After a 3-2 vote that capped off 90 minutes of debate, Winter Park City Commission will make a last-ditch effort to purchase Bank of the Ozarks’ 1.88-acre property bordering Seven Oaks Park.
The vote, held during the budget hearing at the Sept. 13 city meeting, came after the unanimous acceptance of the current millage rate of 4.0923, which has gone unchanged for 15 years. Commissioners were then presented with changes to the 2024 CRA and General Fund budgets that resulted from meetings held since the first drafts were presented on July 12. The changes include:
- $350,000 for programming and Sunday hours at Winter Park Library
- $1.5 million for stormwater improvements within CRA
- Defer $200,000 in capital connectivity improvements for projects under the Transportation Master Plan
- Reprioritize 3.5 million in future Capital Improvement Project funding for additional stormwater improvements
- $150,000 in matching funds for bike trail grant
- $151,000 for a Public Works construction manager position
- $113,000 for community service officer position, including vehicle and equipment, starting April 2024
- $1.8 million over two years for Aloma Avenue traffic improvements
Commissioner Marty Sullivan then motioned for an amendment to include funding, within the General Fund budget, for the city’s recent bid to purchase the Bank of the Ozarks property at 1100 N. Orange Ave.
Aside from preventing future development on the land, city ownership would create a contiguous greenspace with neighboring Seven Oaks Park and Mead Botanical Garden. The property would also allow for stormwater retention and provide easements by the nearby railroad tracks for the construction of a train station.
A $6 million bid, submitted last month by City Manager Randy Knight, also offered a refund of half the mobility fee for a new bank building that Ozarks is negotiating at Ravadauge. Knight said a soft counteroffer was made that proposed the city foot the bill for $60,000 in closing costs, raising the final bid to $6.326 million.
A total of $1 million from the city’s parks acquisition fund was proposed to help finance the bid, along with $500,000 in private donations. City Commission had not agreed on a way to fund the balance, and was waiting for word on the offer when a Sept. 11 email from Knight stated that the bank had accepted another bid that offered, “a more streamlined path to approvals and closing.” The email did not contain information on the buyer or the offer.
Sullivan admitted that the amendment may be a moot point, but remained hopeful that the bank’s announcement was not a final decision.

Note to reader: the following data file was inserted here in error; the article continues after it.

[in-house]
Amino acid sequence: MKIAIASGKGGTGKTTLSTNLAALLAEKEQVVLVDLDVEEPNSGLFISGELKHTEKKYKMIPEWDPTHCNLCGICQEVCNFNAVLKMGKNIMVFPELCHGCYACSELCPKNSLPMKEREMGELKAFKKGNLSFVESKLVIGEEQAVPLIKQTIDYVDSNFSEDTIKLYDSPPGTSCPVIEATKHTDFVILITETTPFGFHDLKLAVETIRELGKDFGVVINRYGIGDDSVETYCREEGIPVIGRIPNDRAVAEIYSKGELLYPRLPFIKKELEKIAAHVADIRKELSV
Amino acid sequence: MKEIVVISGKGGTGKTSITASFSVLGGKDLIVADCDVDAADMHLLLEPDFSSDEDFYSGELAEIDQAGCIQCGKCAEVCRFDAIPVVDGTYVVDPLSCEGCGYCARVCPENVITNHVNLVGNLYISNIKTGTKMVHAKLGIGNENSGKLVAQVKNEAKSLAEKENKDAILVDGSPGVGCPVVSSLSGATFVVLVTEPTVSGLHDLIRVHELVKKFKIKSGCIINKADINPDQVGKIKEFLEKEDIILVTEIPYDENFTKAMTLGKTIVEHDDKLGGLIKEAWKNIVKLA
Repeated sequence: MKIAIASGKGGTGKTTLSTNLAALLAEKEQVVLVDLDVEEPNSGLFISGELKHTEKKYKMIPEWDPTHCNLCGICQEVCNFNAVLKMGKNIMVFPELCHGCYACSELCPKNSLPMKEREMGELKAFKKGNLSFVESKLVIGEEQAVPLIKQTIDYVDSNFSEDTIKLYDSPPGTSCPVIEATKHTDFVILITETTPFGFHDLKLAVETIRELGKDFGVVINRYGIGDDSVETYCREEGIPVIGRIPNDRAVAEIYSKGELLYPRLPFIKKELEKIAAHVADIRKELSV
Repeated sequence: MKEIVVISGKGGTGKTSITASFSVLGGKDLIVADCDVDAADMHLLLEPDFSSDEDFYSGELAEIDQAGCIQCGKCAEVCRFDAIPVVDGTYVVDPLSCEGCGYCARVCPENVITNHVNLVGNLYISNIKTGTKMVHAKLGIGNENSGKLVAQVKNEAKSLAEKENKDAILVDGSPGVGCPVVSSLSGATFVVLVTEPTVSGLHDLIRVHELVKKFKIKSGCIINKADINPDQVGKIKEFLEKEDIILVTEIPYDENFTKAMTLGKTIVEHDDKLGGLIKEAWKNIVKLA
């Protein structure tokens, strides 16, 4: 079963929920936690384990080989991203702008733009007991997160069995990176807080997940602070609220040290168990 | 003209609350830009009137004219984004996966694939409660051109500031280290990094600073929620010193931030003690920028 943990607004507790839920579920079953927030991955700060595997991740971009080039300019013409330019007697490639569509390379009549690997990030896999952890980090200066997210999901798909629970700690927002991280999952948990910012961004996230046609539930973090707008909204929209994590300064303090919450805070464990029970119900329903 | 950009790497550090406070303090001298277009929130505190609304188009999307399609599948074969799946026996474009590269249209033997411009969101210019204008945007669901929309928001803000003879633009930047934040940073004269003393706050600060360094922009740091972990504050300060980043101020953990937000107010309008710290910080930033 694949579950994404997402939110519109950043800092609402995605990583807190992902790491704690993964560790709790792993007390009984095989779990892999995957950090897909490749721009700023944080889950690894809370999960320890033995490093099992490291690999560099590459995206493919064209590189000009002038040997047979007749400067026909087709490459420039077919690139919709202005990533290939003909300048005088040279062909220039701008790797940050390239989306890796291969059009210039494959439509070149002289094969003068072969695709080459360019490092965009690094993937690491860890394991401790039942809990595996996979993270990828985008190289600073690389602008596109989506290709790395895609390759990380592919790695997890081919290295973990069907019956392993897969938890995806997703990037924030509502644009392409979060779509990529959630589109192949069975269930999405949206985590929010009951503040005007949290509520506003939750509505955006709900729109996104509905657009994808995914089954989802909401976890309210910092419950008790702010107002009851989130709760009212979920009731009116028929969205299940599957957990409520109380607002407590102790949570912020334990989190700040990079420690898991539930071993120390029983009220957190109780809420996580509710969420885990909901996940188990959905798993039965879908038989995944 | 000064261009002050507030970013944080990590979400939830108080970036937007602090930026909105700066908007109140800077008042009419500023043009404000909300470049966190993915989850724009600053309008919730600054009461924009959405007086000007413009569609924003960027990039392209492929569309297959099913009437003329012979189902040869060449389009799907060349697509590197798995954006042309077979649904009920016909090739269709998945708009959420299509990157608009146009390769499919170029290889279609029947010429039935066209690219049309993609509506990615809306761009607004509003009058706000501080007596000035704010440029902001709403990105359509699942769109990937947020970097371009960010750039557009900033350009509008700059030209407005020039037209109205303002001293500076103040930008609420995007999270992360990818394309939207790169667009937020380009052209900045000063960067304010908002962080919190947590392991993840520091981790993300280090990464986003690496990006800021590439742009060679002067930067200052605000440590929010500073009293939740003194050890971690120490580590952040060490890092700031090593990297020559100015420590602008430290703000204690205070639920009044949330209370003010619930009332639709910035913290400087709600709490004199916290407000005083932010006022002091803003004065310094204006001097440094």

“At this point, I want us to assume that they have not contracted for that sale yet,” said Sullivan. “I’m cautiously optimistic that Bank of the Ozarks will look favorably at this offer if we show a commitment to purchase the property.”
Sullivan’s optimism was shared by Commissioner Todd Weaver who seconded his motion for the amendment, but requested discussion on exactly how the purchase would be funded. Other commissioners were less optimistic.
“(Bank of the Ozarks) have not dealt with us in good faith and are playing us to get other offers,” said Vice Mayor Sheila DeCiccio, who has advocated for the purchase despite frustration with negotiations. She also stated that the city has shown a resolve to purchase the property, and was against allowing Bank of the Ozarks more than two weeks to respond to any additional offers.
Commissioner Kris Cruzada called the email “a flat-out rejection” and stated his views against showing commitment to an uncertain purchase. “I’m just not about to put up money when we don’t even know where it’s going to come from.”
According to city documents, a bond to fund the remainder of the purchase would come at a rate of 4.5% over 15 years resulting in approximately $372,000 in annual debt service payments. The amount is within the 2024 General Fund contingency balance, but budgetary pressures from pension payments, healthcare costs and inflation could impact a long-term payment plan.
Regarding his views on floating a bond, Mayor Phil Anderson said, “my personal preference is to invest in public safety and in stormwater.” He also cited public opinion, expressed in emails to the city, as a reason to hold back on the bid. “I don’t see an overwhelming grassroots cry for this. In fact, I probably see the opposite.”
A suggestion by Anderson to separate the vote to approve the budget from the vote to fund the bid was, at first, rejected by Sullivan and Weaver. After further discussion, which included three public comments against the purchase and one in favor, both commissioners moved to withdrawal the amendment. A separate motion was made to support funding of the city’s bid should Bank of the Ozarks accept within a 21-day period, agreed to by DeCiccio.
The revised 2024 budget was unanimously approved while the motion to fund the property bid passed by a 3-2 vote with Cruzada and Anderson dissenting. DeCiccio seemed to show hesitancy with a long pause before casting her vote in favor of the motion.
Updated information will be presented, along with the opportunity for discussion and further amendments during the final 2024 budget hearing at the Sept. 27 commission meeting.